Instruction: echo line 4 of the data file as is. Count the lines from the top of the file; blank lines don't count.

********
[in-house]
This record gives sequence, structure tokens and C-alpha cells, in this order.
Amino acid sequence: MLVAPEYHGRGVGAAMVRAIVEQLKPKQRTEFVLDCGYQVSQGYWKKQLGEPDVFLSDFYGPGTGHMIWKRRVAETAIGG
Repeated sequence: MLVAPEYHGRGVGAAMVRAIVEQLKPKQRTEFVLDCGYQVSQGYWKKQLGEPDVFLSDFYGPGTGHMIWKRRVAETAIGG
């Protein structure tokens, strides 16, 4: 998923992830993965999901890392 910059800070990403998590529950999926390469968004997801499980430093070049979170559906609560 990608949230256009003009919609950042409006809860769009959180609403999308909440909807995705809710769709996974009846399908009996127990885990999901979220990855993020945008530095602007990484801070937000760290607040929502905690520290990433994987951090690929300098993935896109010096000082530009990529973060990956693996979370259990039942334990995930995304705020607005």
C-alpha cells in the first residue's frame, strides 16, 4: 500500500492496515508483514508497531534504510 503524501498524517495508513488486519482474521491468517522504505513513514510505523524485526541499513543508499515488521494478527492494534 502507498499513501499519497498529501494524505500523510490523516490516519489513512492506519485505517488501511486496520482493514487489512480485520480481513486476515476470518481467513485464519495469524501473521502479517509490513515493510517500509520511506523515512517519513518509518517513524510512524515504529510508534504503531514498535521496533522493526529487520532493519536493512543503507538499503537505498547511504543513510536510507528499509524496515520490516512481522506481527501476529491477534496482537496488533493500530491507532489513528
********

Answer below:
Repeated sequence: MLVAPEYHGRGVGAAMVRAIVEQLKPKQRTEFVLDCGYQVSQGYWKKQLGEPDVFLSDFYGPGTGHMIWKRRVAETAIGG